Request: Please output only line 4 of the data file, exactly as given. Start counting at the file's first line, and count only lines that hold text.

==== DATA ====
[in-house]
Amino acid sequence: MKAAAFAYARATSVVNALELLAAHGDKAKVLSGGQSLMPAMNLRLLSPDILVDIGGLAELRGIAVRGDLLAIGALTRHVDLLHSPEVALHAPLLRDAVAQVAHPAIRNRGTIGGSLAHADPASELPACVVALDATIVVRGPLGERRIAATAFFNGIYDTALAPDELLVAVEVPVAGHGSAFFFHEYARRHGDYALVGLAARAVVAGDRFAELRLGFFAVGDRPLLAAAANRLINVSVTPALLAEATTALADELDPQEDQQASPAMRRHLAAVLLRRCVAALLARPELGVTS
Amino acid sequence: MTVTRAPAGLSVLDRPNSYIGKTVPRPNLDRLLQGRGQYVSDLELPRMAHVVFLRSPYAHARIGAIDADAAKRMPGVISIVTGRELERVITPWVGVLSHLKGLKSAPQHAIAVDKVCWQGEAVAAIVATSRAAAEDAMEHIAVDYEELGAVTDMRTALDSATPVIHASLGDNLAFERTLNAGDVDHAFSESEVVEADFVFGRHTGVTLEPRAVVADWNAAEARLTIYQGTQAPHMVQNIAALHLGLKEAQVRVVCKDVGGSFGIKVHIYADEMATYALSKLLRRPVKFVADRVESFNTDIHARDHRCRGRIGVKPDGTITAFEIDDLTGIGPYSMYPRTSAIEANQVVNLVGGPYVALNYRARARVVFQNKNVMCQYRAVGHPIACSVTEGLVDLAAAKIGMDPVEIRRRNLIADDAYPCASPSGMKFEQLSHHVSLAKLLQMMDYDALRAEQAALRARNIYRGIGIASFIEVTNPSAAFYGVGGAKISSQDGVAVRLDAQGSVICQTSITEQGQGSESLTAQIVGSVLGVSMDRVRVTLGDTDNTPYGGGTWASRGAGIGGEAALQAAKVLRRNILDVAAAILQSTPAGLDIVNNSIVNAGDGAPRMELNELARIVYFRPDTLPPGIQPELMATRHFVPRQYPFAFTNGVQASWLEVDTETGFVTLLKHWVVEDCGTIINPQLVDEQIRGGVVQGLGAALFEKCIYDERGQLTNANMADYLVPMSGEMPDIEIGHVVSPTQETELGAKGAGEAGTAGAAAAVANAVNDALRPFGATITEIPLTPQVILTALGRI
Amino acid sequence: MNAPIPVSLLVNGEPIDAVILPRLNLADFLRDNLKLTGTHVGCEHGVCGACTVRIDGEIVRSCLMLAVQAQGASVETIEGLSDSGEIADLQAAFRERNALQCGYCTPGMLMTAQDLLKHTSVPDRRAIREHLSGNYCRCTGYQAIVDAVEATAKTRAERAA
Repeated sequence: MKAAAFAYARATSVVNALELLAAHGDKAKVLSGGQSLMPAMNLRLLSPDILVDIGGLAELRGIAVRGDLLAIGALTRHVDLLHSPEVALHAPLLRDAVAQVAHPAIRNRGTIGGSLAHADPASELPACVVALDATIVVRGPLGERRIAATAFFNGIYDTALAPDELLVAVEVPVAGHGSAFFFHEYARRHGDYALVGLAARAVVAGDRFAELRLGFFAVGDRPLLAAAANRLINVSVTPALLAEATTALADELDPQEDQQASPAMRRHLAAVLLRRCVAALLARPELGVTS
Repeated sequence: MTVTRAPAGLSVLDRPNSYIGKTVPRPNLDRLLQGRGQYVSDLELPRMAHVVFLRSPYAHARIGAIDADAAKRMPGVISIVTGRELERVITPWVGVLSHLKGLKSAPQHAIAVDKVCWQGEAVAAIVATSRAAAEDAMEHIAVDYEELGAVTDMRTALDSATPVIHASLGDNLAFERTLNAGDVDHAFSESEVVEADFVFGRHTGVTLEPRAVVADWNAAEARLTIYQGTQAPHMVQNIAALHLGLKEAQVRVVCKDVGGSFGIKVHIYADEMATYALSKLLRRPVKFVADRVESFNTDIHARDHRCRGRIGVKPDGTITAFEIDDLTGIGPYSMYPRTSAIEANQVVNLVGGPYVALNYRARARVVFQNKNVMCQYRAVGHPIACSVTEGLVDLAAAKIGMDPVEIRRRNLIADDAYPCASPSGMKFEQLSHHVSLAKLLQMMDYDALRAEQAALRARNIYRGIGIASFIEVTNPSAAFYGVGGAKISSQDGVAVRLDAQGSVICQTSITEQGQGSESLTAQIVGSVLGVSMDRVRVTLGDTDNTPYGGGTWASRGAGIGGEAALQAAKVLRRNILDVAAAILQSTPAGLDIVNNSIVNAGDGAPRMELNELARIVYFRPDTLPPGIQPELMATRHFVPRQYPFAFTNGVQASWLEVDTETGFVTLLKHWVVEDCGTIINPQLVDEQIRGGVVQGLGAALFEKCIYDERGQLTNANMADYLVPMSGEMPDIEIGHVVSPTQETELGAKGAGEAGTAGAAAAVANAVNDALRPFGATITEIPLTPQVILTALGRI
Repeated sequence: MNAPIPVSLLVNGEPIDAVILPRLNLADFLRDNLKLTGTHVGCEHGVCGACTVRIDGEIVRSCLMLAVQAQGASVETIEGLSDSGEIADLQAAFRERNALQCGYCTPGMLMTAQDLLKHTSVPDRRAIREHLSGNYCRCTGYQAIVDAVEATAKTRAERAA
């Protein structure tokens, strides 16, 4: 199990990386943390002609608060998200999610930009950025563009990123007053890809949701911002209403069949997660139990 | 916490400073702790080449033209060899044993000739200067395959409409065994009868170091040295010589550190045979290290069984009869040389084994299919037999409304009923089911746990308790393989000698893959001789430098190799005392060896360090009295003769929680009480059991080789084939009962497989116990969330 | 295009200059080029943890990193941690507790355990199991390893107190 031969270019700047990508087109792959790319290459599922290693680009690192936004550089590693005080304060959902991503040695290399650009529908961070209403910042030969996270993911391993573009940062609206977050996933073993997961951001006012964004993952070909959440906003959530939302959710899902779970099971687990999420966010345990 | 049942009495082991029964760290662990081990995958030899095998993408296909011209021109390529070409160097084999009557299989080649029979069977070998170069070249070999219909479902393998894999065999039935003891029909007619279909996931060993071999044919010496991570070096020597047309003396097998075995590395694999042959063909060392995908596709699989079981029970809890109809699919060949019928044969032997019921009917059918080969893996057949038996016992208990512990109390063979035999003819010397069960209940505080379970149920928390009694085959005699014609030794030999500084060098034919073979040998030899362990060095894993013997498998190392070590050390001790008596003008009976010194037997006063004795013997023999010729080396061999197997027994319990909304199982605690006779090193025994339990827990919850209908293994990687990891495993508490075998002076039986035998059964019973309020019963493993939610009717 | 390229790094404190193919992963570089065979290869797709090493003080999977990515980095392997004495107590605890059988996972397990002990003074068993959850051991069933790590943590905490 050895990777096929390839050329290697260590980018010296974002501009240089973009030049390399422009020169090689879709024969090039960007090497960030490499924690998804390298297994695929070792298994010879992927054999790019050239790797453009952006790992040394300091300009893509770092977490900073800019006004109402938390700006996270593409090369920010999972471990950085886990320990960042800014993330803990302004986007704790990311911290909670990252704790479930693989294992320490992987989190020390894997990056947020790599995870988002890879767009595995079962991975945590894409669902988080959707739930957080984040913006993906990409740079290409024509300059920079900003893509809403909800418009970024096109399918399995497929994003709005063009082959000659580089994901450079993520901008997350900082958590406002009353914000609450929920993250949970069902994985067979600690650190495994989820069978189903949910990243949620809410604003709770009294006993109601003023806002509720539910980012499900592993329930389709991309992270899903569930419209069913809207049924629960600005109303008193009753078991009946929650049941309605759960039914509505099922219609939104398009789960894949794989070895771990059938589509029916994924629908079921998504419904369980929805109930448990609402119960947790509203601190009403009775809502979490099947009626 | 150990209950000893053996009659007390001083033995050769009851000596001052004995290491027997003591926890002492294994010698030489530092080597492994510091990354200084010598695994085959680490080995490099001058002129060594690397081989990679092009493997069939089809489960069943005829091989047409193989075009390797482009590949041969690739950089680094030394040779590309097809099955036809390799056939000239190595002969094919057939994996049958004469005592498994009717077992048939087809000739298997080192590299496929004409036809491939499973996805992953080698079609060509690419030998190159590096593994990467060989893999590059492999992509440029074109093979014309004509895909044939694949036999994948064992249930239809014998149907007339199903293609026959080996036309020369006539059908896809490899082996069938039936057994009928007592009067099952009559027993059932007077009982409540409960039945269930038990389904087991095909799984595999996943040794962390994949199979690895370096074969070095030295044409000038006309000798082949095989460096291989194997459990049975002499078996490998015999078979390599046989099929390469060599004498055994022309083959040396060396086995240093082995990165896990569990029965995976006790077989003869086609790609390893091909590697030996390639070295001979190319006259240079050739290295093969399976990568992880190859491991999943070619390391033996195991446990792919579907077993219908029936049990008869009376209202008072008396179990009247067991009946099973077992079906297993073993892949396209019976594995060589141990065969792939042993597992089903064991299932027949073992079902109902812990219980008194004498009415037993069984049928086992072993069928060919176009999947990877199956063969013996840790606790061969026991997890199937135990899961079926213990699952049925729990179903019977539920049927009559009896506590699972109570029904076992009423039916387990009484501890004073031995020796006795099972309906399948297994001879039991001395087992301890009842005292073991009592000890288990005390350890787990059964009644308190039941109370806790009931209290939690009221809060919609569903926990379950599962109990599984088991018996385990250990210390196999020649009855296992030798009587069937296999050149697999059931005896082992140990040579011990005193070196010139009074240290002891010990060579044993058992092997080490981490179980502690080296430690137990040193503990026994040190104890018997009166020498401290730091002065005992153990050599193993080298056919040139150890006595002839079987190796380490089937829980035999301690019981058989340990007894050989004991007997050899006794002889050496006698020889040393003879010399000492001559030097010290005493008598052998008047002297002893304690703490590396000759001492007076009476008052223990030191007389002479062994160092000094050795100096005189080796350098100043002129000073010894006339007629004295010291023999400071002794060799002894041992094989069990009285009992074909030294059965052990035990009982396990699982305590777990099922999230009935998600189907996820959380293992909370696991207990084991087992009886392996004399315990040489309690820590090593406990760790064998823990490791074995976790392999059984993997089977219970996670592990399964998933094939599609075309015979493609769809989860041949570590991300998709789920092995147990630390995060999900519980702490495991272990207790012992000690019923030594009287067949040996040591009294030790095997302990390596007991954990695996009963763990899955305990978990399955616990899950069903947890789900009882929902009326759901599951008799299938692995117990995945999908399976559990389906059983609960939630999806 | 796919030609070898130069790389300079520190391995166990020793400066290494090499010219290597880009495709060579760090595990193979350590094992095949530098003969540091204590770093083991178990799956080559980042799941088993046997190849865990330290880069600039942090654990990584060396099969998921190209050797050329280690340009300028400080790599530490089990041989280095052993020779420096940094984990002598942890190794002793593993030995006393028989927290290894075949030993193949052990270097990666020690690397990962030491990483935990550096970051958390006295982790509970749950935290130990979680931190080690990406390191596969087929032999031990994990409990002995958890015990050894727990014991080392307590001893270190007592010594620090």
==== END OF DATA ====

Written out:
Amino acid sequence: MNAPIPVSLLVNGEPIDAVILPRLNLADFLRDNLKLTGTHVGCEHGVCGACTVRIDGEIVRSCLMLAVQAQGASVETIEGLSDSGEIADLQAAFRERNALQCGYCTPGMLMTAQDLLKHTSVPDRRAIREHLSGNYCRCTGYQAIVDAVEATAKTRAERAA